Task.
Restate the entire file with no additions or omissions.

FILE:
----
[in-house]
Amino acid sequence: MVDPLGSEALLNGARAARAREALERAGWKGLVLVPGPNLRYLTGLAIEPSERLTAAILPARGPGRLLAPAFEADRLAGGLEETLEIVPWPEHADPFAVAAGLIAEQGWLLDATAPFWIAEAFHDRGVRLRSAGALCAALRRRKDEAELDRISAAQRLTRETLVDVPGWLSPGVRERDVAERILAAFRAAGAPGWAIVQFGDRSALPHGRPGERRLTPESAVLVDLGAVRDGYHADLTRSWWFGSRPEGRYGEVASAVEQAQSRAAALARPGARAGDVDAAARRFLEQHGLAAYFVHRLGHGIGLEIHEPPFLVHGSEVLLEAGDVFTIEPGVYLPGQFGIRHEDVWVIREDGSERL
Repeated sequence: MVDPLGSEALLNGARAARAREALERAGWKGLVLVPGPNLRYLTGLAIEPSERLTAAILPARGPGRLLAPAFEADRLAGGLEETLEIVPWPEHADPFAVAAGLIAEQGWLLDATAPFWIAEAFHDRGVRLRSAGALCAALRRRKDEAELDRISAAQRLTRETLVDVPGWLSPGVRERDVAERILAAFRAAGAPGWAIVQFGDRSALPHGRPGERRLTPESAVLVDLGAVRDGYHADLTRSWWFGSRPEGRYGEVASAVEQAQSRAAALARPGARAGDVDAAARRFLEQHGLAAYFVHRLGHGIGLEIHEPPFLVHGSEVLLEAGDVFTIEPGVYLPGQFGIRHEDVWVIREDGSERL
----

[in-house]
Amino acid sequence: MVDPLGSEALLNGARAARAREALERAGWKGLVLVPGPNLRYLTGLAIEPSERLTAAILPARGPGRLLAPAFEADRLAGGLEETLEIVPWPEHADPFAVAAGLIAEQGWLLDATAPFWIAEAFHDRGVRLRSAGALCAALRRRKDEAELDRISAAQRLTRETLVDVPGWLSPGVRERDVAERILAAFRAAGAPGWAIVQFGDRSALPHGRPGERRLTPESAVLVDLGAVRDGYHADLTRSWWFGSRPEGRYGEVASAVEQAQSRAAALARPGARAGDVDAAARRFLEQHGLAAYFVHRLGHGIGLEIHEPPFLVHGSEVLLEAGDVFTIEPGVYLPGQFGIRHEDVWVIREDGSERL
Repeated sequence: MVDPLGSEALLNGARAARAREALERAGWKGLVLVPGPNLRYLTGLAIEPSERLTAAILPARGPGRLLAPAFEADRLAGGLEETLEIVPWPEHADPFAVAAGLIAEQGWLLDATAPFWIAEAFHDRGVRLRSAGALCAALRRRKDEAELDRISAAQRLTRETLVDVPGWLSPGVRERDVAERILAAFRAAGAPGWAIVQFGDRSALPHGRPGERRLTPESAVLVDLGAVRDGYHADLTRSWWFGSRPEGRYGEVASAVEQAQSRAAALARPGARAGDVDAAARRFLEQHGLAAYFVHRLGHGIGLEIHEPPFLVHGSEVLLEAGDVFTIEPGVYLPGQFGIRHEDVWVIREDGSERL